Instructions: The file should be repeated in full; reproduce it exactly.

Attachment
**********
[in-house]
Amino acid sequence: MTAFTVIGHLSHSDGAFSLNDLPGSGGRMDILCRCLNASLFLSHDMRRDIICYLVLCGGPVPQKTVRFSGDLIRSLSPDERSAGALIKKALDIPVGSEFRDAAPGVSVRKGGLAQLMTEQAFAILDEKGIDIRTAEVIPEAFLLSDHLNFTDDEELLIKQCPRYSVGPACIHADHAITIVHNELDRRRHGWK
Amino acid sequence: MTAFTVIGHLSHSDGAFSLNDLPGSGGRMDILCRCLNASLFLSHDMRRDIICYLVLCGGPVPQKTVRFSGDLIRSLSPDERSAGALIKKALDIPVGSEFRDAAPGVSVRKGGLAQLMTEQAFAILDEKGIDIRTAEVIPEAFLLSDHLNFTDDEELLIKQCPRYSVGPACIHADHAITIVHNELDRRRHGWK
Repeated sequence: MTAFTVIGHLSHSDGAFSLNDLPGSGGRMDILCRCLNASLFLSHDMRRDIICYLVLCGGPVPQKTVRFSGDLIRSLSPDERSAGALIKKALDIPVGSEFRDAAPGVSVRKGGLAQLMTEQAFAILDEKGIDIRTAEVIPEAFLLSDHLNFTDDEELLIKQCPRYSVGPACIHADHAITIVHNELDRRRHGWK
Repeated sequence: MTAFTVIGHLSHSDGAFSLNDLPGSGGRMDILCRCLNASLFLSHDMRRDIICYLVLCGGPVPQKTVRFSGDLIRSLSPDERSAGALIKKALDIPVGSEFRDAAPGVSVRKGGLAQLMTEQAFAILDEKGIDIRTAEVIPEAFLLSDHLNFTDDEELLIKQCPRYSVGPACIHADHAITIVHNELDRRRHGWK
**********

[in-house]
Amino acid sequence: MTAFTVIGHLSHSDGAFSLNDLPGSGGRMDILCRCLNASLFLSHDMRRDIICYLVLCGGPVPQKTVRFSGDLIRSLSPDERSAGALIKKALDIPVGSEFRDAAPGVSVRKGGLAQLMTEQAFAILDEKGIDIRTAEVIPEAFLLSDHLNFTDDEELLIKQCPRYSVGPACIHADHAITIVHNELDRRRHGWK
Amino acid sequence: MTAFTVIGHLSHSDGAFSLNDLPGSGGRMDILCRCLNASLFLSHDMRRDIICYLVLCGGPVPQKTVRFSGDLIRSLSPDERSAGALIKKALDIPVGSEFRDAAPGVSVRKGGLAQLMTEQAFAILDEKGIDIRTAEVIPEAFLLSDHLNFTDDEELLIKQCPRYSVGPACIHADHAITIVHNELDRRRHGWK
Repeated sequence: MTAFTVIGHLSHSDGAFSLNDLPGSGGRMDILCRCLNASLFLSHDMRRDIICYLVLCGGPVPQKTVRFSGDLIRSLSPDERSAGALIKKALDIPVGSEFRDAAPGVSVRKGGLAQLMTEQAFAILDEKGIDIRTAEVIPEAFLLSDHLNFTDDEELLIKQCPRYSVGPACIHADHAITIVHNELDRRRHGWK
Repeated sequence: MTAFTVIGHLSHSDGAFSLNDLPGSGGRMDILCRCLNASLFLSHDMRRDIICYLVLCGGPVPQKTVRFSGDLIRSLSPDERSAGALIKKALDIPVGSEFRDAAPGVSVRKGGLAQLMTEQAFAILDEKGIDIRTAEVIPEAFLLSDHLNFTDDEELLIKQCPRYSVGPACIHADHAITIVHNELDRRRHGWK